Publication: Monitor Volume: 7 Issue: 117

On June 20, the Russian State Duma will take up a package of amendments to the Criminal Procedural Code (UPK) in its second reading. Combined, the amendments amount to a complete overhaul of the UPK that, if passed into law, would change Russia’s criminal procedure from what one observer has called the “inquisitional” Soviet model currently followed to one similar to those found in Western countries. (To become law, a proposal must be approved by the Duma in three readings, then by the Federation Council and finally by President Vladimir Putin.) The changes to the criminal code were drawn up by a working group headed by Yelena Mizulina, deputy chairman of the Duma’s legislative committee, who recently left Yabloko for the Union of Right-Wing Forces (SPS). Mizulina’s group has worked closely with Dmitry Kozak, a deputy Kremlin chief of staff.

At the heart of the amendments are measures that would reduce the power of the Prosecutor General’s Office and its various subdivisions by transferring the right to issue search and arrest warrants from prosecutors to the courts. The Russian constitution formally gives the courts the right to issue such warrants. The Prosecutor General’s Office, however, has exercised that right de facto and there is immense resistance within the law enforcement establishment to changing the status quo. Indeed, the Kremlin introduced legislation earlier this year reaffirming the courts’ constitutional rights to issue warrants, but quickly withdrew it, reportedly after a group of top law enforcement officials threatened to resign (see the Monitor, January 30). Since then, the Kremlin has reaffirmed its support for the changes, and while some senior law enforcement officials continue to oppose it–late last month, Prosecutor General Dmitry Ustinov denounced what he called “rushed reforms”–the legislation is likely to pass. It will be followed by amendments to existing laws on judges and courts, lawyers, and the Civil Procedural and Arbitration Procedural codes, with the overall aim of limiting the broad powers prosecutors currently enjoy, thereby giving lawyers greater leeway and protection from outside pressure and, concomitantly, greater legal protection to defendants (Polit.ru, June 15; Moscow Times, May 23; Novaya Gazeta, April 16).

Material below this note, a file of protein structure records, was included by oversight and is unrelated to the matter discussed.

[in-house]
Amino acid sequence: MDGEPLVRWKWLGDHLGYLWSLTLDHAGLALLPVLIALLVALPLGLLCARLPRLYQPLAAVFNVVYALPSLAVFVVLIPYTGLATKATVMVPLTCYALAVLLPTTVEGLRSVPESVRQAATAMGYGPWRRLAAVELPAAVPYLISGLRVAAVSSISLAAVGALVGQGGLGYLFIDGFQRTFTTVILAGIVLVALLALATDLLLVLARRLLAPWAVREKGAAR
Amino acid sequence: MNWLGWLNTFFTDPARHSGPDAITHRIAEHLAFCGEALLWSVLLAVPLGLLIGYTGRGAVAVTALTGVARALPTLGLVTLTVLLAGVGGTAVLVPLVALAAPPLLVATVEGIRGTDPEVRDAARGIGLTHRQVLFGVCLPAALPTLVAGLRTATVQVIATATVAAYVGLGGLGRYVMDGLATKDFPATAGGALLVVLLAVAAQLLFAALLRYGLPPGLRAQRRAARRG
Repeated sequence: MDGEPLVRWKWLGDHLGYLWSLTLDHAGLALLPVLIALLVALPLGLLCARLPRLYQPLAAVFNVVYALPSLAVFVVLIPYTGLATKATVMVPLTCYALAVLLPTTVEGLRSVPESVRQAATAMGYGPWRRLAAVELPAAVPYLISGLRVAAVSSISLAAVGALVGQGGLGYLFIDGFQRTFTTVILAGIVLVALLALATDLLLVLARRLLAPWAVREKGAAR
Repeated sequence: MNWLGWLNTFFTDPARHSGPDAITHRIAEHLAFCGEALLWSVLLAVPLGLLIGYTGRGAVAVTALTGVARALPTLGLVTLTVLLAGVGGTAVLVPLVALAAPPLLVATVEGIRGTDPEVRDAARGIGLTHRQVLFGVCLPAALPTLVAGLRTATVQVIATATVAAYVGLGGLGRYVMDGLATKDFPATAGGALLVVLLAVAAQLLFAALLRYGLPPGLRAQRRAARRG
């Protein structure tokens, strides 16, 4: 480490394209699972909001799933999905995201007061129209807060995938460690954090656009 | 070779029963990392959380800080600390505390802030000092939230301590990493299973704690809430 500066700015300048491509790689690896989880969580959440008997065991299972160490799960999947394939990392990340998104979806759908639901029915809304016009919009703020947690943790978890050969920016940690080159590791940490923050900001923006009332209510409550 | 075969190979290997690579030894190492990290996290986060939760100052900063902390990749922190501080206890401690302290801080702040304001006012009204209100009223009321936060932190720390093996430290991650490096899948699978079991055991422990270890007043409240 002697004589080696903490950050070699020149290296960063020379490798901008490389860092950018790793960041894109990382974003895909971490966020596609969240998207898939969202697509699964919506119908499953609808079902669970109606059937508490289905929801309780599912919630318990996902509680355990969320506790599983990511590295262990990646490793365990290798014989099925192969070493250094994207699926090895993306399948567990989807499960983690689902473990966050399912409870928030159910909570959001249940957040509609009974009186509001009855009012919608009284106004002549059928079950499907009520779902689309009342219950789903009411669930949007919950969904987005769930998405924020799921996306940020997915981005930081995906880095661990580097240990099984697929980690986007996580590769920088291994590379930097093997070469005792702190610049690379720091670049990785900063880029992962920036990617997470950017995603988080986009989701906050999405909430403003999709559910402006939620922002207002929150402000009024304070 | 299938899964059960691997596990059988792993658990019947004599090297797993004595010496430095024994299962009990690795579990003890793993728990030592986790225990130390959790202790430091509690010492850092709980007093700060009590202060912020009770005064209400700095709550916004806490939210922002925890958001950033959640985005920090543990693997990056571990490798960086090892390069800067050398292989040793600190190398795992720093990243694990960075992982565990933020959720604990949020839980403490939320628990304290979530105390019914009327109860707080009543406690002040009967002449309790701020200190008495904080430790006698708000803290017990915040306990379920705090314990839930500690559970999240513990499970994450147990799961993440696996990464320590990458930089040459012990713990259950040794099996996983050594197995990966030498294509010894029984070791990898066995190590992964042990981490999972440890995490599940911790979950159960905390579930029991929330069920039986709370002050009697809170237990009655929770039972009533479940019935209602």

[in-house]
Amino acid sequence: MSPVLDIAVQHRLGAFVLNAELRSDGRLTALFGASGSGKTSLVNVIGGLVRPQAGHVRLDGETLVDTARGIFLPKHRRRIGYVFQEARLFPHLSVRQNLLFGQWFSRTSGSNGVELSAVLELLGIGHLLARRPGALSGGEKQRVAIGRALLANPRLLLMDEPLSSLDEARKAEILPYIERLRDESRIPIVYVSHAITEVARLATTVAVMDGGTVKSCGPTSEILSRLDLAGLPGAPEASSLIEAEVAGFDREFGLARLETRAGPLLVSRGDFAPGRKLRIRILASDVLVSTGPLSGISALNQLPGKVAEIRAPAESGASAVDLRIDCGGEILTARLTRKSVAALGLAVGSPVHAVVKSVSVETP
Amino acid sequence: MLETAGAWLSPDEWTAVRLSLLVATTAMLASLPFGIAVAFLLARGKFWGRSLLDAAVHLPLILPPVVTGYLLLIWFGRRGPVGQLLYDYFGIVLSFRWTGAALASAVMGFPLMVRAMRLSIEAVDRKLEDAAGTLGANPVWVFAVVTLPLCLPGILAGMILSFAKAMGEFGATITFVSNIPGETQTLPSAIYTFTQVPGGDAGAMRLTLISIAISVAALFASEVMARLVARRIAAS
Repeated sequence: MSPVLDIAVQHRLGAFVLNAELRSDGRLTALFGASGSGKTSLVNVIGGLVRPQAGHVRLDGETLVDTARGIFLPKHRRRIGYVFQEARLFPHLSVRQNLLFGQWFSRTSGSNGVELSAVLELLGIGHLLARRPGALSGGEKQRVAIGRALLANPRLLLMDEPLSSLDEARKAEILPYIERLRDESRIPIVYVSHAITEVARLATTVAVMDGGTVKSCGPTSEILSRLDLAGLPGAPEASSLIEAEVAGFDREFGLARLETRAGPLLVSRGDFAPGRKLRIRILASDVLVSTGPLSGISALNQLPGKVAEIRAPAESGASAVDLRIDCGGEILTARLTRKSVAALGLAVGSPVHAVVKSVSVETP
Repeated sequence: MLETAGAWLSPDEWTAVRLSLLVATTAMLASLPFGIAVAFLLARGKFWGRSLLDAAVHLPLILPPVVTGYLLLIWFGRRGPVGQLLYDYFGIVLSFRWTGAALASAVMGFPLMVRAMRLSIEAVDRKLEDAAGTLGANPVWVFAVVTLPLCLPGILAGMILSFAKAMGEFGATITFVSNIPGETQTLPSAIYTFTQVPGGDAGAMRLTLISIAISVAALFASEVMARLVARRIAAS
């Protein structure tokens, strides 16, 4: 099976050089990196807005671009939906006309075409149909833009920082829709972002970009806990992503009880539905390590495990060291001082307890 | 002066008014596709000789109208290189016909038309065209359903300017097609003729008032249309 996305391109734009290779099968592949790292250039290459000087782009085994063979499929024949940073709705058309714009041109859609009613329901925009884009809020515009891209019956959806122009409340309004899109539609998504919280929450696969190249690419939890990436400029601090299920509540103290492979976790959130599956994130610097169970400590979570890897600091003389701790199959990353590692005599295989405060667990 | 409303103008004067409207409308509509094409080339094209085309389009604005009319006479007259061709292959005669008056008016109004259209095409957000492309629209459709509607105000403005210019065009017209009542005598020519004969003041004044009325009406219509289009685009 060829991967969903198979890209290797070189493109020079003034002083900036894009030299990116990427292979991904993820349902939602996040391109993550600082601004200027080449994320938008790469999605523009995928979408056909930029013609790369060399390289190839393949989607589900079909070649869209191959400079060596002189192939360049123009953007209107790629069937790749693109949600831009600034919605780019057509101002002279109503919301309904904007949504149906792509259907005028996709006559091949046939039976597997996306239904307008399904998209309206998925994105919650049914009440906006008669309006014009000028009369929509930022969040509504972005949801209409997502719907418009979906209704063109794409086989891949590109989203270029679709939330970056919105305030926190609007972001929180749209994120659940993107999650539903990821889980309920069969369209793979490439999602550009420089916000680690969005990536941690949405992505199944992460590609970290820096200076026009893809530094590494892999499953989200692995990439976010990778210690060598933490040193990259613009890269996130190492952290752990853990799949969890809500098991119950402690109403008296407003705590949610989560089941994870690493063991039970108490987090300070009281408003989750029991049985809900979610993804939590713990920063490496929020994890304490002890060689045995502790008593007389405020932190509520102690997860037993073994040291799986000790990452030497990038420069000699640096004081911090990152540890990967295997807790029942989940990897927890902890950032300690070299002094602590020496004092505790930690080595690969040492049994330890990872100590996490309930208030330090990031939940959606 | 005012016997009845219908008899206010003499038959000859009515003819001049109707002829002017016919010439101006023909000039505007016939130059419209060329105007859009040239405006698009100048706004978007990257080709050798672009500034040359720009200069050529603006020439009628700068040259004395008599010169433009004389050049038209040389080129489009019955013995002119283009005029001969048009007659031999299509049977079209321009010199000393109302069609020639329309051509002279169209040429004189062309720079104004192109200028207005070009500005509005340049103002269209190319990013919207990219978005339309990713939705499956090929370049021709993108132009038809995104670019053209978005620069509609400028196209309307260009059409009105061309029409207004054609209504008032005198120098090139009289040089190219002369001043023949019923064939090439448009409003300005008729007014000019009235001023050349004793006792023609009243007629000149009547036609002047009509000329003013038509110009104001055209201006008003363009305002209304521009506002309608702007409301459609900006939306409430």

The Kremlin has made one concession to the Prosecutor General’s Office. Late last month Putin decided to postpone for at least a year the creation of a Federal Investigation Committee (FSR), which would take over the criminal investigation functions currently carried out by the Prosecutor General’s Office, the Interior Ministry and the Federal Security Service. The move is reportedly strongly opposed by the Prosecutor General’s Office and the tax police (Polit.ru, May 24-25).